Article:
A series of winter storms in the Sierra Nevada has wreaked havoc on the region over the past week as heavy snowfall forced the closure of local highways, buried towns in piles of fresh powder and rendered some areas completely impassable.
But the snow has also bolstered the badly depleted Sierra snowpack at a time when drought-stricken California desperately needs the critical water supply source to recharge.
Snowpack bouncing back
As of Wednesday, the Southern Sierra’s snow water equivalent measured 167% of average for this date, while the Central Sierra and Northern were at 162% and 145% respectively, according to the California Department of Water Resources.
Those figures haven’t been that high for a Dec. 29 since 2010, when some parts of the snowpack weighed in at 200% of average at the time, records indicate.
For comparison, the measurements were between 33 to 61% normal on Dec. 29, 2020. At the beginning of this month, the range was 21 to 51%.
The numbers are important because about 30 percent of California’s water storage comes from the snowpack when it melts in late spring to summer and replenishes the state’s reservoirs. Most of those reservoirs remain below the historical average.
More information about the snowpack will likely be released Thursday, when the Department of Water Resources conducts the first live snow survey of the winter at Phillips Station.
Major snow slams Sierra
California’s key water source is being aided by sizable snowfall totals in the Sierra range, which has been socked by snow throughout December.
This week, Lake Tahoe smashed a 50-year-old record for its snowiest December when the total there reached 193.7 inches, according to the University of California Berkeley’s Central Sierra Snow Lab.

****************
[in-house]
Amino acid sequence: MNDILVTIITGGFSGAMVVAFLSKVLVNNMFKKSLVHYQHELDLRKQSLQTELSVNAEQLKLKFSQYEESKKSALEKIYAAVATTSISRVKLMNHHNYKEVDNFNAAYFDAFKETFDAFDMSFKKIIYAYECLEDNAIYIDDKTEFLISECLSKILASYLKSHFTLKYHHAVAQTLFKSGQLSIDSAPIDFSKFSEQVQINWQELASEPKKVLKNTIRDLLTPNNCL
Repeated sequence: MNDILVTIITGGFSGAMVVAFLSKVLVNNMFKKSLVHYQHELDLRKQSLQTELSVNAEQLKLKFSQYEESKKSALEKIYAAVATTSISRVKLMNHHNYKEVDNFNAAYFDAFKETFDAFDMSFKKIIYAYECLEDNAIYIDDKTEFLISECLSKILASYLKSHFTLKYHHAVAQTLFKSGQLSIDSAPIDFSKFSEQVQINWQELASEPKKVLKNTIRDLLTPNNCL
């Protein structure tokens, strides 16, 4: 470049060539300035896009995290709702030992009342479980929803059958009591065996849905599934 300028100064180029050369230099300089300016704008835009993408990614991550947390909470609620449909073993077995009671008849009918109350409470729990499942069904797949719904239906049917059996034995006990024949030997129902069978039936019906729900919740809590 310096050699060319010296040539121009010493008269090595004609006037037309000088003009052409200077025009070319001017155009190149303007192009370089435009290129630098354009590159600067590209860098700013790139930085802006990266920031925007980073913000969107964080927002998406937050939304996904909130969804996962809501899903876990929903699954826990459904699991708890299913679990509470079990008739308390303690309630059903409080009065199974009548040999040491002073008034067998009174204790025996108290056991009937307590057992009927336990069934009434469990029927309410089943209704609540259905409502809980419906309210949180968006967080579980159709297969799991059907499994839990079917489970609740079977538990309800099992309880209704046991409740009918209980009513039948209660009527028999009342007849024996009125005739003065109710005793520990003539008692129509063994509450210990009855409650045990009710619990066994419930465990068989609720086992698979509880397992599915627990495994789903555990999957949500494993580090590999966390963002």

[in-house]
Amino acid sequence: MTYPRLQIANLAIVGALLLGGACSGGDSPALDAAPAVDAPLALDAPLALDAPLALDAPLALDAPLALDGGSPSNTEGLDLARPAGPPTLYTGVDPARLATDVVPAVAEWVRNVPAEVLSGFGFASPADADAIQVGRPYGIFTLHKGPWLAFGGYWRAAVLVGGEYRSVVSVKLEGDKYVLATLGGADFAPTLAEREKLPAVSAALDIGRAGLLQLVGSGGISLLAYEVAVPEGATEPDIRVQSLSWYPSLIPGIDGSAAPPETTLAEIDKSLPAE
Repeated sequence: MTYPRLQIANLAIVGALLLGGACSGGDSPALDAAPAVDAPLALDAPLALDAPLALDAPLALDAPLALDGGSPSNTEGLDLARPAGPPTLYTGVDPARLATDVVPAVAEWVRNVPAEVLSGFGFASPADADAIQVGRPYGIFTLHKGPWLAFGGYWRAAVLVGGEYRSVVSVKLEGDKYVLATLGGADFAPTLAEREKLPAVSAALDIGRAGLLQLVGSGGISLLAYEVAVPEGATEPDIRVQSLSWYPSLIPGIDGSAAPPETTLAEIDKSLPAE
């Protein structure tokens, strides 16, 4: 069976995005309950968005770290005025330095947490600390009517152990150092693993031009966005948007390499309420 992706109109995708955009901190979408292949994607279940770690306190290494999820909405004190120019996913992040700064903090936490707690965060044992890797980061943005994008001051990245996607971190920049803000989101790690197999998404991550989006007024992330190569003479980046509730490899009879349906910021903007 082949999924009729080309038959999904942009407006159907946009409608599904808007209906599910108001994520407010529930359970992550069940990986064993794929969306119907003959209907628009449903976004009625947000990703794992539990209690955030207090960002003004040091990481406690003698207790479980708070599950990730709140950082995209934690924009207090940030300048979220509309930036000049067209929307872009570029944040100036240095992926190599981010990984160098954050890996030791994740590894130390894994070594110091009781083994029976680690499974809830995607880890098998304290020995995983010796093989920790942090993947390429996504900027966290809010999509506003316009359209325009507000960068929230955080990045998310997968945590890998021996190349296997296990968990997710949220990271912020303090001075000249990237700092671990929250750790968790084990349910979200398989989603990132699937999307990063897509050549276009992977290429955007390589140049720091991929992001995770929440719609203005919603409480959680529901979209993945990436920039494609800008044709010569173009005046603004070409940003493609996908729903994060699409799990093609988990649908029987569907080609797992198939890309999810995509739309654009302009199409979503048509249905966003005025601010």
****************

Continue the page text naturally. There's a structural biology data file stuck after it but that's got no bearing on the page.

The snow lab — which is in the Donner Pass — has since received more snow, reporting a monthly total of 210 inches as of Wednesday morning.
Other areas of the mountain range have also had impressive amounts of snow recently.
At the Northstar resort in Lake Tahoe, a whopping 134 inches has fallen in just the past seven days, making up nearly half of the seasonal snowfall total thus far.
And Mammoth Mountain, which is in the Eastern Sierra, is on track to have its second-highest snow total for a December, with 161 inches to date this month. Including October and November, the resort is now about 50 inches away from surpassing its snowfall total for the entire 2020-2021 season, which was 244 1/2 inches, Mammoth records show.
Forecasters predict light snow showers in the Sierra through New Year’s Eve, with up to 2 inches possible in some parts. Heavy snow is expected to return to the range next week, according to the National Weather Service.